Q&A: UCLA staff member explains importance of sun in light of the eclipse
Those attending the “The Great UCLA Eclipse” on Monday morning can learn about and view the eclipse through safe viewing glasses and telescopes. (NASA)
By Evolet Chiu
Aug. 21, 2017 12:46 a.m.
A total solar eclipse will pass through the United States on Monday. Although Los Angeles is not under its path of totality, or the area where the moon will completely block the sun, the UCLA community will be able to view a partial solar eclipse on campus.
Emmanuel Masongsong, the earth, planetary and space sciences department’s administrative specialist, has organized “The Great UCLA Eclipse,” the largest solar outreach event by the department. From 9:30 a.m. – 11:30 a.m. in the Court of Sciences, students and community members will be able to see the sun through safe viewing glasses and telescopes, learn about basic space science and talk to earth, planetary and space sciences professors and researchers. The event will also be streamed in real time on the UCLA Facebook page.
The Daily Bruin’s Evolet Chiu spoke with Masongsong to discuss the safety measures students should take when viewing such celestial events and the importance of space weather.
Daily Bruin: What are you hoping to achieve with this viewing event?
Emmanuel Masongsong: I want students to learn more about how our sun is constantly changing and how it sends out material that can affect our modern society and technology via its solar wind. The sun is not just out there – it is connected to our planet. For example, satellites, GPS and radio communications that we take for granted could be disrupted during a solar storm; automated cars could veer off track and cause accidents. I hope people can start to become aware of solar storms and the hazards they pose.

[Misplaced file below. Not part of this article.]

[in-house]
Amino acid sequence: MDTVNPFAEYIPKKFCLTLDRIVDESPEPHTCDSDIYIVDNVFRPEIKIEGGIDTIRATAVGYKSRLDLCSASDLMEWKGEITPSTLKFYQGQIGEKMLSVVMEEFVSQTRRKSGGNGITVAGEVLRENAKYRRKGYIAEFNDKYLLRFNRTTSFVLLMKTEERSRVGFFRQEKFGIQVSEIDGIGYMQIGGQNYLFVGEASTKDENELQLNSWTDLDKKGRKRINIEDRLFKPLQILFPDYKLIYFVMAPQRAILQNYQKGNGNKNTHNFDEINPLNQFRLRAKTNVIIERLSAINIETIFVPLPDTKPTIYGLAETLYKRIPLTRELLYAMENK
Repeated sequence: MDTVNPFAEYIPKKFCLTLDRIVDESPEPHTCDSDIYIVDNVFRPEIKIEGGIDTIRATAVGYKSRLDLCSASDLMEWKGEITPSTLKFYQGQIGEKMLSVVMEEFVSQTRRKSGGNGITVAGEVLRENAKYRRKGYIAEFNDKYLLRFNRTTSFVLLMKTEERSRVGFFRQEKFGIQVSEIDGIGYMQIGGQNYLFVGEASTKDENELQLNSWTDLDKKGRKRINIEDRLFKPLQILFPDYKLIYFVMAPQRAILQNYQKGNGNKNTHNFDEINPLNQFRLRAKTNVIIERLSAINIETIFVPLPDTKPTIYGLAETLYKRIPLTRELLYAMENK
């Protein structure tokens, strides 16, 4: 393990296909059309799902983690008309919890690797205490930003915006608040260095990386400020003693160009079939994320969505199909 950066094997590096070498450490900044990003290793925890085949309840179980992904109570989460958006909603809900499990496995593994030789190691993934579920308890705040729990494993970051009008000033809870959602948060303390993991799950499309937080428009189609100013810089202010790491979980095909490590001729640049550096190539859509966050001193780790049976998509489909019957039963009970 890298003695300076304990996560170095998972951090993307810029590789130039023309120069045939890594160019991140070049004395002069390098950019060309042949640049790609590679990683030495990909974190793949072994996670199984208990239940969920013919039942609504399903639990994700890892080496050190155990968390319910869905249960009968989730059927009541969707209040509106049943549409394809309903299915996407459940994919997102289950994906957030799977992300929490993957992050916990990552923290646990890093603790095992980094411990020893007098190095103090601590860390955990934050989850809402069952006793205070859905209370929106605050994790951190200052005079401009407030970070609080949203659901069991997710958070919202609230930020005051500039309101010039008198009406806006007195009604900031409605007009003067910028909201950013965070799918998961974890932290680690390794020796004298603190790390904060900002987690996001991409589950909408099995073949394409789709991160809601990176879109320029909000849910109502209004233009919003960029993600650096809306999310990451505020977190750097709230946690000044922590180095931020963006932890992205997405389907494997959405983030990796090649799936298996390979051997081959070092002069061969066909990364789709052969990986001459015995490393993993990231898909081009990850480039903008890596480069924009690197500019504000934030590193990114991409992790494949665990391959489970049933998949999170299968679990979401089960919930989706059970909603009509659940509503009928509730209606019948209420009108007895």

DB: What can students expect at this event?
EM: We will have about 10 telescopes set up to look at the sun in white light, and hydrogen filters to see the surface and shape of the sun and moon in more detail. On the edge of the sun, there are solar materials that fly off in ribbons and flares. It is a really exciting chance for people to see how dynamic our star is and how it affects us in so many different ways. We will have different exhibits and demonstrations about the eclipse, and students will also have a good chance to see our meteorite collection, which is the fifth largest in the United States and second largest at any university. It will be pretty magical to see such a rare celestial event and then see space rocks.
DB: How can students view the eclipse safely?
EM: People should never ever look at the sun directly, even briefly. Any continuous view of the sun can cause permanent eye damage. We will be providing some viewing glasses that have a special filter to block out 99.99 percent of the sun’s damaging light. Even if it is tempting, make sure not to look up to view the eclipse with your bare eyes.
DB: What kind of research is UCLA conducting in the field of space research?
EM: We are doing lots of research on climate change, weather and atmosphere, and satellite engineering to study conditions in space. We have satellites around the moon, which discovered that there was ice at the north and south poles of the moon, and are involved with next summer’s launch of (the) Parker Solar Probe, which will be the closest that any satellite has gotten to the sun. Additionally, we are launching (the Electron Losses and Fields Investigation) next fall, which will be UCLA’s first satellite built on campus by undergraduate students, engineers and technical staff. UCLA is just rich with this research, and it is an exciting time to realize that there is more out there than just what we experience on a daily basis.